Close to a $1-billion remediation and reclamation effort by Teck Resources (Cominco) in Trail and a Castlegar pulp mill, Zeltsoff Celgar, in the 90s drastically reduced toxic emissions and discharge of dissolved metals. Teck ceased the dumping of treated slag into the Columbia, a dense black smelting waste that carpeted the benthic habitat, adversely affecting aquatic plant growth, disrupting insect hatches, and, not surprisingly, found to be poisonous to rainbow trout and other species, putting the Columbia routinely on BC’s Most Endangered Rivers list.
For years the Brilliant, Keenleyside, and Waneta Dams withheld water during the spring rainbow spawning runs, stranding millions of redds. Yet with reclamation of fish habitat and BC Hydro altering its flow regime, caddis hatches became epic and recruitment went from 2,000 trout in 1999 to over 15,000 in 10 years.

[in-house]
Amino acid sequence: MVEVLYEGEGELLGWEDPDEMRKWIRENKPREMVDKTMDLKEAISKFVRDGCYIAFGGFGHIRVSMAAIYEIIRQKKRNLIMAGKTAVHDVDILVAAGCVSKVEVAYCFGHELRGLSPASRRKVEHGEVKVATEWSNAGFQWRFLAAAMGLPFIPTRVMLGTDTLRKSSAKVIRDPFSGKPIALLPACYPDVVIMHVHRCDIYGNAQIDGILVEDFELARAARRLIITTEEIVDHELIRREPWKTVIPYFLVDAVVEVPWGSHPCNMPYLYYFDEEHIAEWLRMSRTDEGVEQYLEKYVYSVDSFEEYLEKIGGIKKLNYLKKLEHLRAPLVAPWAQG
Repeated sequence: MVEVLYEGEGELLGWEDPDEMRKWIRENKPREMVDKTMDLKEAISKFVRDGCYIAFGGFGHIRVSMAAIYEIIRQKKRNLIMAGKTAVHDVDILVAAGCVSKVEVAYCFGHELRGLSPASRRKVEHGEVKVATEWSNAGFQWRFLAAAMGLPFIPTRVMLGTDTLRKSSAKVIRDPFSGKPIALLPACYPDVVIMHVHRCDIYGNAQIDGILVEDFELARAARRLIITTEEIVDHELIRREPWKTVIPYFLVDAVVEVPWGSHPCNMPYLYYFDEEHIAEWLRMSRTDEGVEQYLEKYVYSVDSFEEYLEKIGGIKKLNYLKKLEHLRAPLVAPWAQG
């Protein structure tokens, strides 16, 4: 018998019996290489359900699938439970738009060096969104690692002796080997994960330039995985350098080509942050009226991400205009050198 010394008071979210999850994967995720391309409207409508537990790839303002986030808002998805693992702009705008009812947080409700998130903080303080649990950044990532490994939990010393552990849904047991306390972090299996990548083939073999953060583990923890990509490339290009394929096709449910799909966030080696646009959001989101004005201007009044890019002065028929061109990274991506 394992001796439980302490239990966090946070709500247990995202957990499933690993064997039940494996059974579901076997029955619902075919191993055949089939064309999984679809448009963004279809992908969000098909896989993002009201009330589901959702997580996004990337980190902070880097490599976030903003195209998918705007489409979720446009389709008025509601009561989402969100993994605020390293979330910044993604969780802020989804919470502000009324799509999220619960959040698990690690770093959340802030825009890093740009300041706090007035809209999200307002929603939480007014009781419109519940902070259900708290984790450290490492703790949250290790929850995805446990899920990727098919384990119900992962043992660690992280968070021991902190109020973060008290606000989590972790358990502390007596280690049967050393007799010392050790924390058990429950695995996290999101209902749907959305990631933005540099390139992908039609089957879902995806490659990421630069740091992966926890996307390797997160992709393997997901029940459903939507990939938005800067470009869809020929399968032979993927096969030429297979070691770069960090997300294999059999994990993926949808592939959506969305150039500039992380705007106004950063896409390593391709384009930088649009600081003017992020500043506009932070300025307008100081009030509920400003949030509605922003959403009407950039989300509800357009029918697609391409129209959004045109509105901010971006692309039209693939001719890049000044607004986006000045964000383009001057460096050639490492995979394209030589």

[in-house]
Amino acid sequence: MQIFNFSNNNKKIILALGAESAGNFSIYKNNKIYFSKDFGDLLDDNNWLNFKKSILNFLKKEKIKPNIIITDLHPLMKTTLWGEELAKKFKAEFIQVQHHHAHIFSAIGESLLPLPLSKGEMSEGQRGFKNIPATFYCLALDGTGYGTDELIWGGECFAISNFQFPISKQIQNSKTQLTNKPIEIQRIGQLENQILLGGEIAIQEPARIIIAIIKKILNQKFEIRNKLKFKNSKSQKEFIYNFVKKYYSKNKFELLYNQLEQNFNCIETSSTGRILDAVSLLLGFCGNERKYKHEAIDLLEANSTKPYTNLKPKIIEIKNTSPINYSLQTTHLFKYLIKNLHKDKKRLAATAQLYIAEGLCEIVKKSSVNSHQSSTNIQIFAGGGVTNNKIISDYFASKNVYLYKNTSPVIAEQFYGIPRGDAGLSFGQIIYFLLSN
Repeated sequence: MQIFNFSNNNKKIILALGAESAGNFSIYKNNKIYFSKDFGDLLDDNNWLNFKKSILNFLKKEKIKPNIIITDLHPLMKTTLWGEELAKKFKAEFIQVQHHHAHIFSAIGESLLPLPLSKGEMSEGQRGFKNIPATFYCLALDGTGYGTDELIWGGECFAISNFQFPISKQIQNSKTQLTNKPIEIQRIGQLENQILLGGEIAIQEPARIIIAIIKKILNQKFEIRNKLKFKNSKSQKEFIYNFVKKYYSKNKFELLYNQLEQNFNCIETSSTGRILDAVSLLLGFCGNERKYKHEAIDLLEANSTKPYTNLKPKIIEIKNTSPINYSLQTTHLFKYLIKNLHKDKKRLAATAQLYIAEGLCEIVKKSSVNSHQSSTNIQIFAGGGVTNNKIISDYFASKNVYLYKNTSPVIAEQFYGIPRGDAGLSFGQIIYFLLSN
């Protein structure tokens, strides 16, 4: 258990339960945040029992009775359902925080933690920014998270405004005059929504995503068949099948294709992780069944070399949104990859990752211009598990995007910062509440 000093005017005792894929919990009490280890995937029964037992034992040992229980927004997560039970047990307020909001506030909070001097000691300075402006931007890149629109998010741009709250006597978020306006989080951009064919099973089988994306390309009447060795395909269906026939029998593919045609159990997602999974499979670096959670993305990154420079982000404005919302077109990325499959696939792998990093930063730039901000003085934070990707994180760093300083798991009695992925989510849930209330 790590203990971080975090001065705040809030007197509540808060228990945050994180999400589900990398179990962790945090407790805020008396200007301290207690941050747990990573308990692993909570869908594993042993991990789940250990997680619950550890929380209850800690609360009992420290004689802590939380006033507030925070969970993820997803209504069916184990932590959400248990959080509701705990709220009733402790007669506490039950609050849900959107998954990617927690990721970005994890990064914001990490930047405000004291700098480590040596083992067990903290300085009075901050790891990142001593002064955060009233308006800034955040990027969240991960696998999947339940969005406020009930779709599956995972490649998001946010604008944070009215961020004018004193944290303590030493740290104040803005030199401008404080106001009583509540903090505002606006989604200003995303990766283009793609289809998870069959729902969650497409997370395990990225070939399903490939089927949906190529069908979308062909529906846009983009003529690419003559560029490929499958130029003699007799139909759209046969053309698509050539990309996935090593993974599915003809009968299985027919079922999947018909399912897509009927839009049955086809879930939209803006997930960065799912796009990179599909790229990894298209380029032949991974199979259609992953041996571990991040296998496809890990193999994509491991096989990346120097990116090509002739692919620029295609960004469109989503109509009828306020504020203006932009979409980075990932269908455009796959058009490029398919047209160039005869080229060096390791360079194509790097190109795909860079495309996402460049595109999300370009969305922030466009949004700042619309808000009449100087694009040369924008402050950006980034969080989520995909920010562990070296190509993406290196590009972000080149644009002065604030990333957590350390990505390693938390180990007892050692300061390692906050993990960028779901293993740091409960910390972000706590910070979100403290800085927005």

“It’s such a large river, that there’s so much suitable habitat, that it was a no brainer that rainbow trout would do that,” said Baxter. “Once we figured out where they spawn and how to protect those areas with various flow regimes it seems to have worked. Now the fishery is one of the best, it’s just amazing.”

Sunday, May 6, 2018

Spring fly fishing on Mable Lake

Well after a year or so break, I decided to get back to the fly-fish-bc blog.
Not that I haven't been fishing, I fished with as much conviction as any other year that included a couple great days on Bleeker Lake and Pass Lake, a trip to the Elk River and Wigwam, a couple streams in Wash. State, a day on the water in Cabo San Lucas not to mention some epic days and nights throwing string on the Columbia River and local lakes.